Sanctions alone won’t end Putin’s invasion of Ukraine

The most bizarre aspect of the current situation in Ukraine is not that Moscow has continued the atrocities, however heinous – after all, it is sad but not uncommon for Russia to flex its military muscle. What is truly frightening is the complete lack of foresight and analysis in Western capitals, including Washington. Did these elected officials really think that Russian President Vladimir Putin was designing a new kind of board game by gathering troops everywhere just outside of Ukrainian territory? Did they stare, clueless, assuming Putin was playing an internet game like Forge of Empires but would never seriously think about invading in real time?

And now innocent Ukrainian citizens are suffering.

There are four primary groups of actors who could at least in theory get Putin to end the aggression. Let’s briefly discuss the four before we talk about another altogether more promising fifth set of actors.

In theory: 4 sets of actors

First, there are individual European nation states such as Germany and the UK, clear political heavyweights. Under normal circumstances, Moscow wouldn’t want to bother any of them. Berlin in particular and a number of social democratic politicians have always maintained close personal ties with Russian leaders. The overarching goal has shifted from ensuring that there can never again be war on European soil, to building relationships ranging from student exchanges to economics and finance. Now Moscow has crossed the red line – so will Berlin, London and of course Paris also step in and risk an open confrontation with Moscow? On the other, there is Washington, once seen as the policeman of the world. In fact, Washington has always accepted to be in such a controlling role instead of the rest of the world pushing it. Former US President Donald Trump is gone, Joe Biden is gone… it seems highly unrealistic to expect a decisive response from North America.

Second, there is the European Union. Still searching for soul after Brexit becomes a reality, it seems unlikely that the EU will speak with one voice. Even if such a “one voice” strategy could be developed, it would never include a military option.

Third, we have NATO. NATO is by definition a defense alliance and not a war machine. NATO has begun to increase its presence closer to Russian territory and will continue to do so. But would NATO really commit to an outright military response? Technically speaking, it could only do so if an alliance member state was attacked by Russian troops. But we will come back to NATO later.

And fourth, there is the United Nations. Time and time again, the UN, including the UN Security Council (UNSC), has failed to find a solution to a conflict that has broken out somewhere in the world. The UN is a perfect place for endless debate, but apparently not a perfect place for ending conflict.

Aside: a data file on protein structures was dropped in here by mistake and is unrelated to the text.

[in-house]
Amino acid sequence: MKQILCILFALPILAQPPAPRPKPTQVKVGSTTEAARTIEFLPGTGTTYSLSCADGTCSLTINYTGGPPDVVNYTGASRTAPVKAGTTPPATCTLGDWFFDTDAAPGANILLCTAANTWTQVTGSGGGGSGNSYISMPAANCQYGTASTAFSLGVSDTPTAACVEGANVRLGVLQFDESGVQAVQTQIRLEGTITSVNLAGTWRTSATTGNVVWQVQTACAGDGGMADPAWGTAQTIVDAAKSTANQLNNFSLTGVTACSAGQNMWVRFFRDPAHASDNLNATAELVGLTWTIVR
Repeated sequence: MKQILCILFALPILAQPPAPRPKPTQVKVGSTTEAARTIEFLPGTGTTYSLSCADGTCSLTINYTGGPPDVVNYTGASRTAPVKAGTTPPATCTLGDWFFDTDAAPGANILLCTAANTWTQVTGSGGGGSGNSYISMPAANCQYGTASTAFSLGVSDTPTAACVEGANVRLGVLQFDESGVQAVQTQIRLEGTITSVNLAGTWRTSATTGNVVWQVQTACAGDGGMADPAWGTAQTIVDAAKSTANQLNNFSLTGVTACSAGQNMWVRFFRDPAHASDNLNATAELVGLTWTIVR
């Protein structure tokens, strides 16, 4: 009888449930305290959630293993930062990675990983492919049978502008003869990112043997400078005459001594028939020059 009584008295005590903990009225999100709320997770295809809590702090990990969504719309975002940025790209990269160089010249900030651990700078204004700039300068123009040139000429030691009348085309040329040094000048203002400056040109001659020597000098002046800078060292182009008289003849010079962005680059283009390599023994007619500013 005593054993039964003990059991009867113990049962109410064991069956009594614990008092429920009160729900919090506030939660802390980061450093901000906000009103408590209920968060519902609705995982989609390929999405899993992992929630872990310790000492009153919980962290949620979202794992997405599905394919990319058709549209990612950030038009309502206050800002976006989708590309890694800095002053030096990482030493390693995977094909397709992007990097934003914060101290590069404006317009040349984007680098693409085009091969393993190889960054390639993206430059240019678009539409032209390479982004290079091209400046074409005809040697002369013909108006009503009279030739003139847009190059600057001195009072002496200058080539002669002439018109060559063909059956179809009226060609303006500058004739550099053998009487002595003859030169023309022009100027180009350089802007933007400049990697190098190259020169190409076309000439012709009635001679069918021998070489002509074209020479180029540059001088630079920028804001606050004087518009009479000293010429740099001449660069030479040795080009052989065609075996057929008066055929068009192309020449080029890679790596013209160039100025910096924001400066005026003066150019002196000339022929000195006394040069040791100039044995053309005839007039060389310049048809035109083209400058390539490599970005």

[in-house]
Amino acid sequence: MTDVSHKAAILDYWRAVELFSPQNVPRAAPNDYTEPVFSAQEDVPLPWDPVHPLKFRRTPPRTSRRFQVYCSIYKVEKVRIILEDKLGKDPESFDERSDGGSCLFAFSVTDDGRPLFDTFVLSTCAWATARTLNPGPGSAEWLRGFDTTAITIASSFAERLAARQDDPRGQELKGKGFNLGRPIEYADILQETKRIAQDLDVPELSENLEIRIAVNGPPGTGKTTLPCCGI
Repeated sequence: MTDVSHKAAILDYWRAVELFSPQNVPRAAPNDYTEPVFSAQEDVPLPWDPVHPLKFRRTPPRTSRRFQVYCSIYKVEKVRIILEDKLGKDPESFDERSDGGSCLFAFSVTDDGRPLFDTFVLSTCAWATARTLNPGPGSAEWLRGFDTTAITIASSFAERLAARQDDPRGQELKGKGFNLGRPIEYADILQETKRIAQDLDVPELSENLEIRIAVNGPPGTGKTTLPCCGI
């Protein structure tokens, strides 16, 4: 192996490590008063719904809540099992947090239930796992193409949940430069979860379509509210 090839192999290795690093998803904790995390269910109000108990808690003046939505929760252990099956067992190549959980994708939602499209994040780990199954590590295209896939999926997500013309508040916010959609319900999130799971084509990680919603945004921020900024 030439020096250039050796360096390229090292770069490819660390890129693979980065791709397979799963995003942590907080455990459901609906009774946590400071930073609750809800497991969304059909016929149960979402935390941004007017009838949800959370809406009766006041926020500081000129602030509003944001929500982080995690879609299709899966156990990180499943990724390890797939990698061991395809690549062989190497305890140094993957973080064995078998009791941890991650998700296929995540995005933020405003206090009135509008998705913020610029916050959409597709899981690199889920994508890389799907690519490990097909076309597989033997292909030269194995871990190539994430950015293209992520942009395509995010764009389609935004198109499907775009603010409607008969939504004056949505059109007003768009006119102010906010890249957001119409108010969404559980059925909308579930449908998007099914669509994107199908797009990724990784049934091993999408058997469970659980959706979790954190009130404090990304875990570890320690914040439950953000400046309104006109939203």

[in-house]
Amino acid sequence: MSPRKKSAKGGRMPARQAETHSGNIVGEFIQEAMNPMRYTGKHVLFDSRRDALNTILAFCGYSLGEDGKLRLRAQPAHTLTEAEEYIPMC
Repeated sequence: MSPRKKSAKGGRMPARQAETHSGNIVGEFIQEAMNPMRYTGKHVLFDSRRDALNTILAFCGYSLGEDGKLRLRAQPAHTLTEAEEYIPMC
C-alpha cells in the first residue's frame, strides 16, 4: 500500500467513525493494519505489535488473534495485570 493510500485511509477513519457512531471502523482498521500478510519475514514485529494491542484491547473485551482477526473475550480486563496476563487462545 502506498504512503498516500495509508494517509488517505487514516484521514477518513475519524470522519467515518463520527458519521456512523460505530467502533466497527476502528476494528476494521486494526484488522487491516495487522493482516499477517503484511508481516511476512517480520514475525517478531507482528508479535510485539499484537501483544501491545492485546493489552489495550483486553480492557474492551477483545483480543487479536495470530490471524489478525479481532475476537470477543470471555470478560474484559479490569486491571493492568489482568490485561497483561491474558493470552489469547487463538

Four sets of actors: Powerful actors such as Berlin and London will in all likelihood refrain from active military support for Ukraine. Washington under a supposedly less decisive leader than before with Trump no longer at the helm… Your guess is as good as mine. The EU will issue statements but also not send troops – there is no EU army. NATO is a defense alliance and not a body that would go into the territory of another country, especially if it is not a member of this same alliance, and only if it were attacked. No further comment is necessary with regard to the UN

Results? No choice but to impose economic sanctions on Russia, including freezing the assets of wealthy individuals?

And rest assured, Putin was aware of all these constraints. But here’s some interesting news: Looking only westward, including across the North Atlantic, and detecting both logistical and military weakness, Moscow may have made a serious mistake.

The fact is that there are many other states that are completely unhappy with Russia’s invasion of Ukraine and they are not light political players.

I would not be surprised if China moved closer to Moscow to end the aggression immediately. I wouldn’t be surprised if other countries followed suit, including Japan and Pakistan. But there is one country in particular that should get Putin’s attention or, shall we say, concern: Turkey.

Why Turkey?

Ankara has clearly stated that it is against the recent Russian aggression against Ukraine. Turkey has an increasingly important position among Muslim nations. But Turkey also has an increasingly important position in many other parts of the world. Turkey as a member of NATO is out of reach for Putin and can therefore act with confidence in condemning Putin’s invasion. Of all the actors listed above, only NATO has the theoretical capabilities to ensure that Putin cannot go anywhere else after Ukraine.

Putin will not bow to economic sanctions, at least not in the short term. Nor is anyone in favor of an attempt at open military confrontation with Russia. So there is only one last option: diplomacy. One-on-one meetings must take place to explain to Putin that even if he manages to replace the current leader in Ukraine, only his reputation will suffer. Russia’s reputation will suffer. In a post-pandemic world, every nation needs confidence in the future after realizing that no nation can fight a pandemic alone. Nor can any nation alone play the warmonger. Wars must be a thing of the past.

Let NATO follow Turkey’s suggestion to unite and act in unison vis-à-vis Moscow; that Turkey and other nations, including Germany, are trying to talk with Putin, just this once and maybe one last time. But more innocent citizens of Ukraine losing their precious lives is not an alternative.

As we said in the spot: to sit idle and ignore all this is not an option for the free world.

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